Sunday, September 19, 2004

Bay Colony Posturing

Despite the arm's length attitude of colonial Massachusetts government to clergy, the morality of the state that brought you the Blue Law could be harsh. Yet, apparently much of the law was bluster.

For example, in law, you could be put to death for blasphemy or idolatry in Connecticut, Massachusetts or and New Hampshire. Likewise, there was a death penalty on the books for adultery in Connecticut, Massachusetts and New York. "In practice, however, these statutes were rarely enforced," according to The Death Penalty: An American History, Stuart Banner, Harvard University Press, Cambridge, Mass., 2002, p. 5.

The Bay Colony Puritans did whip and publicly humiliate adulterers -- male and female equally. For all of that, only a single couple paid the full price for pleasure. "James Britton and Mary Latham, hanged in Massachusetts in 1643 for adultery, are the only two known to have been executed for the offense in any of the colonies," according to Banner.

For more on the colonial Massachusetts position on clergy and marriage, see the earlier post
Why There?

Thursday, September 16, 2004

Exit Polling

Two days ago was the Suffolk County election. Leaving the old-folks home where we vote, I found my way blocked by a pleasant cliché. The young woman with the clipboard had a pale, round face like a sugar cookie with raisins for eyes. She looked for all the world like the stereotypical cropped haired, stocky, man-dressed lesbian, as I looked surely as the stereotypical middle-aged straight, ex-jock WASP.

She was polling on a single concern -- how did I feel about the proposed November ballot question to start a state constitutional process to limit marriage to heterosexual couples? And was I ever ready for that one.

The eyes widened when I told her I had just solemnized a same-sex marriage, that I belonged to the Arlington Street Church, and that I could only see the institution of marriage expanded and strengthened by bringing same-sex couples into the process.

She felt good. I felt good. It is a nice way to leave a voting site.

Saturday, September 11, 2004

The Vows

I used very similar vows for both the heterosexual and same-sex couples. I based them on the 1928 Episcopal Book of Commom Prayer. It is pretty much the wedding they use in churches and movies.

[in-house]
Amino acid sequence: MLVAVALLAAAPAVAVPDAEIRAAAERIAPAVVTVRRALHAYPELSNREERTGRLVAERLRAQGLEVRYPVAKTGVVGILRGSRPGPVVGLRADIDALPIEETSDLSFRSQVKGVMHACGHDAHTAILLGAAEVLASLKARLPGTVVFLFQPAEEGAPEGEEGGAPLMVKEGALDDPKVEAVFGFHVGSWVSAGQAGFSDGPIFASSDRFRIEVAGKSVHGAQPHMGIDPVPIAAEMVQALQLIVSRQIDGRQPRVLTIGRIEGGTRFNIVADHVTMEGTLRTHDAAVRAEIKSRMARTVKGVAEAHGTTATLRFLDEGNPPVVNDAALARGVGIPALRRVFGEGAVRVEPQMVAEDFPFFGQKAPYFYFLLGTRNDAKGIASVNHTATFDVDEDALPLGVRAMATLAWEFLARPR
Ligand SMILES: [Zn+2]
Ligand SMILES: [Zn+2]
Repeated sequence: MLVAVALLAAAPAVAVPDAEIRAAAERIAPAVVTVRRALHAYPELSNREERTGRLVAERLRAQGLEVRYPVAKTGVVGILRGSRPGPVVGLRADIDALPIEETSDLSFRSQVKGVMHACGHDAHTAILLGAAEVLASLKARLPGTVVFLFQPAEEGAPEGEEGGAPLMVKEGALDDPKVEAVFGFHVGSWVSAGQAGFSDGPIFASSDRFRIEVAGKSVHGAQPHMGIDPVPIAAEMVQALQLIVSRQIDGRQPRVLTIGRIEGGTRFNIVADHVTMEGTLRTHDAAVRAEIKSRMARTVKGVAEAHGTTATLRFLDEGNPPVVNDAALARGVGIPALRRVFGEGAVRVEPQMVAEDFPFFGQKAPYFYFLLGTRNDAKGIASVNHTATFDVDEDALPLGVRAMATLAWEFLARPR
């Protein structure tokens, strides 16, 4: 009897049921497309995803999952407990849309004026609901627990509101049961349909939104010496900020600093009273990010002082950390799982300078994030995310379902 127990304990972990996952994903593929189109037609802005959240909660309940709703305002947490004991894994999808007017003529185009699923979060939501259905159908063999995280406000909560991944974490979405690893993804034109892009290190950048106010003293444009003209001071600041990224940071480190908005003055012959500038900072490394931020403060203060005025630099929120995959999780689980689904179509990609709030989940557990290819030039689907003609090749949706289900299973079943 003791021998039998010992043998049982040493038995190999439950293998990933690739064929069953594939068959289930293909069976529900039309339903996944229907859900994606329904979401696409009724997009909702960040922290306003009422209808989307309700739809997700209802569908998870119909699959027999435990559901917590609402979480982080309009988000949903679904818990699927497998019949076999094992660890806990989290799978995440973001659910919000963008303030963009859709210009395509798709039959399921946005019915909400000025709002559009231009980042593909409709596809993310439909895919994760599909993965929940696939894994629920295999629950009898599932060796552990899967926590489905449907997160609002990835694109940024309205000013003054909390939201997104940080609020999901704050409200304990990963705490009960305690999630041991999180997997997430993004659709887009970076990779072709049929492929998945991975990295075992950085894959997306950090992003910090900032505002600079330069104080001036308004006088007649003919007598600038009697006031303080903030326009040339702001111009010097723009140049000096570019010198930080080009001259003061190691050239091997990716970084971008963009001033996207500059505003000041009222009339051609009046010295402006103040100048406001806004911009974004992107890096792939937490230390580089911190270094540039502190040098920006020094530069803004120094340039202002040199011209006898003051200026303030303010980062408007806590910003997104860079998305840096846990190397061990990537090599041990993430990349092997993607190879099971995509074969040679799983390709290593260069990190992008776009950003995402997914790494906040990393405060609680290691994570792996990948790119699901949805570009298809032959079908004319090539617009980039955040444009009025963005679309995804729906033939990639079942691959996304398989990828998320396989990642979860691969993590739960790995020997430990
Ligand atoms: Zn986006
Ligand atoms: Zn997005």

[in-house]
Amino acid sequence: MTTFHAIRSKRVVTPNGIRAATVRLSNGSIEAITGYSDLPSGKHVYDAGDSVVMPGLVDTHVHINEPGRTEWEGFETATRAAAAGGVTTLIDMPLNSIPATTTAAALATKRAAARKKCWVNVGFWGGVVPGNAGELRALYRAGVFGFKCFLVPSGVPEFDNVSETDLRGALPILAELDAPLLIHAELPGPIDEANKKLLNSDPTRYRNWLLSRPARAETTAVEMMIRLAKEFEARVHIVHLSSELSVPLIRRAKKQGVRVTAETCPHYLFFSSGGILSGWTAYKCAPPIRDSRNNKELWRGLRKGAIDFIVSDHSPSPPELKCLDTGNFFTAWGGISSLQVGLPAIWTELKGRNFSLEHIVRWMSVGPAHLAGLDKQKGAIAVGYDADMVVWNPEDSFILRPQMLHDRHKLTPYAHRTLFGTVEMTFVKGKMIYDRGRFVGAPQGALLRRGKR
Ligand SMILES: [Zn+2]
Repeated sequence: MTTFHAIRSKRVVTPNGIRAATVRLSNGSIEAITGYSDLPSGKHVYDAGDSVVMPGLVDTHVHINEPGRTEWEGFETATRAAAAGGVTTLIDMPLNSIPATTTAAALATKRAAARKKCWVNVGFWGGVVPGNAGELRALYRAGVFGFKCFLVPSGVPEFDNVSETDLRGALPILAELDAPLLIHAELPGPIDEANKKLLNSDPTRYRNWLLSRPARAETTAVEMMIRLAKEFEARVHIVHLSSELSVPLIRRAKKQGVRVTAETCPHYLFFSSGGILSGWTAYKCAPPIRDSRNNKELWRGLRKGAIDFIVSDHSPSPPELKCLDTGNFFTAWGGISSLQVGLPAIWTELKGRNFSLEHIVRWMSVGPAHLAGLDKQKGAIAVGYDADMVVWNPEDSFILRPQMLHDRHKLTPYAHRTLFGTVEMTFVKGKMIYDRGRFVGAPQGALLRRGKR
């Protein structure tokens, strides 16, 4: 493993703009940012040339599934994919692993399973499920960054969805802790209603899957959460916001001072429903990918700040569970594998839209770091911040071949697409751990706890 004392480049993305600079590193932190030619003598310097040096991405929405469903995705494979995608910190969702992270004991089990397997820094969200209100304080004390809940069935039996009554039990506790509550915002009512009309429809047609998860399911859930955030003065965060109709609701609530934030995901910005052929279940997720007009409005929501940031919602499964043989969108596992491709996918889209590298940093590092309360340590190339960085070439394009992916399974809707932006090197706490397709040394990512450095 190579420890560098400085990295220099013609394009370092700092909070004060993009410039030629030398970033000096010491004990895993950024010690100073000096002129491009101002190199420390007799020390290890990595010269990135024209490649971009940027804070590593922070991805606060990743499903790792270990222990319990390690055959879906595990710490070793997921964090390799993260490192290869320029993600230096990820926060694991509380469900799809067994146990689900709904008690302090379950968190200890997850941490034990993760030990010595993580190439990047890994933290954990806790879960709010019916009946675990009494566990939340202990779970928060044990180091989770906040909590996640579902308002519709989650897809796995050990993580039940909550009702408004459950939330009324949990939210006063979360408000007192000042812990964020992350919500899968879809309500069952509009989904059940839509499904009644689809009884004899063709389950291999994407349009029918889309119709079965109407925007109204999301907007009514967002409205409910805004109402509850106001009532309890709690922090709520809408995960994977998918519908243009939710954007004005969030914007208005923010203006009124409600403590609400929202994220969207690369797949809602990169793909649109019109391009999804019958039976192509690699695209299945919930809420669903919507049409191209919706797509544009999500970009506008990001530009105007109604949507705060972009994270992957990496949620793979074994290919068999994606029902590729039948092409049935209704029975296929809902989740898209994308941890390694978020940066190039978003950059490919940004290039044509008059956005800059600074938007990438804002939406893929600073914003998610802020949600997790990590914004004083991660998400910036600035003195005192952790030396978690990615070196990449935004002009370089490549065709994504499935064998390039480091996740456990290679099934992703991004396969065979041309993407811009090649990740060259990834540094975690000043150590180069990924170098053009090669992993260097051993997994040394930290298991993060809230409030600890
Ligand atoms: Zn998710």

Interestingly enough, the base version was the revised one, in which the Episcopals had already removed the bridge's pledge to obey her husband. I also negotiated with the first couple whose wedding I solemnized, removing the Christ stuff. However, neither couple objected to the Lord's Prayer or the standard one following it.

For both ceremonies, I formatted it in FrameMaker to fit in a leather binder. That package also incuded a scanned copy of the solemnization certificate and the marriage license. Both of those have to go to the county records office for permanent storage. You can do similar formatting in Word so that you can print it on heavy stock and cut it to your book.

Note: In Massachusetts, if you want a copy of these, you should make them before turning them in. The county or state can provide certification of the marriage, but holds the originals.

The Form of Solemnization of Matrimony

At the day and time appointed for Solemnization of Matrimony, the Persons to be married shall come into the body of the Church, or shall be ready in some proper house, with their friends and neighbours; and there standing together, the Man on the right hand, and the Woman on the left, the Solemnizer shall say,

DEARLY beloved, we are gathered together here in the sight of God, and in the face of this company, to join together this Man and this Woman in holy Matrimony; which is an honourable estate, instituted of God, and therefore is not by any to be entered into unadvisedly or lightly; but reverently, discreetly, advisedly, soberly, and in the fear of God. Into this holy estate these two persons present come now to be joined. If any can show just cause, why they may not lawfully be joined together, speak now, or else hereafter for ever hold your peace.

And also speaking unto the Persons who are to be married, he shall say,

I REQUIRE and charge you both, as ye will answer at the dreadful day of judgment when the secrets of all hearts shall be disclosed, that if either of you know any impediment, why ye may not be lawfully joined together in Matrimony, ye do now confess it. For be ye well assured, that if any persons are joined together otherwise than as God's Word doth allow, their marriage is not lawful.

The Solemnizer, if he shall have reason to doubt of the lawfulness of the proposed Marriage, may demand sufficient surety for his indemnification: but if no impediment shall be alleged, or suspected, the Solemnizer shall say to the Man,
P WILT thou have this Woman to thy wedded wife, to live together after God's ordinance in the holy estate of Matrimony? Wilt thou love her, comfort her, honour, and keep her in sickness and in health; and, forsaking all others, keep thee only unto her, so long as ye both shall live?

The Man shall answer, I will.

Then shall the Solemnizer say unto the Woman,
K WILT thou have this Man to thy wedded husband, to live together after God's ordinance in the holy estate of Matrimony? Wilt thou love him, comfort him, honour, and keep him in sickness and in health; and, forsaking all others, keep thee only unto him, so long as ye both shall live?

The Woman shall answer, I will.

Then shall they give their troth to each other in this manner. The Solemnizer shall cause the Man with his right hand to take the Woman by her right hand, and to say after him as followeth.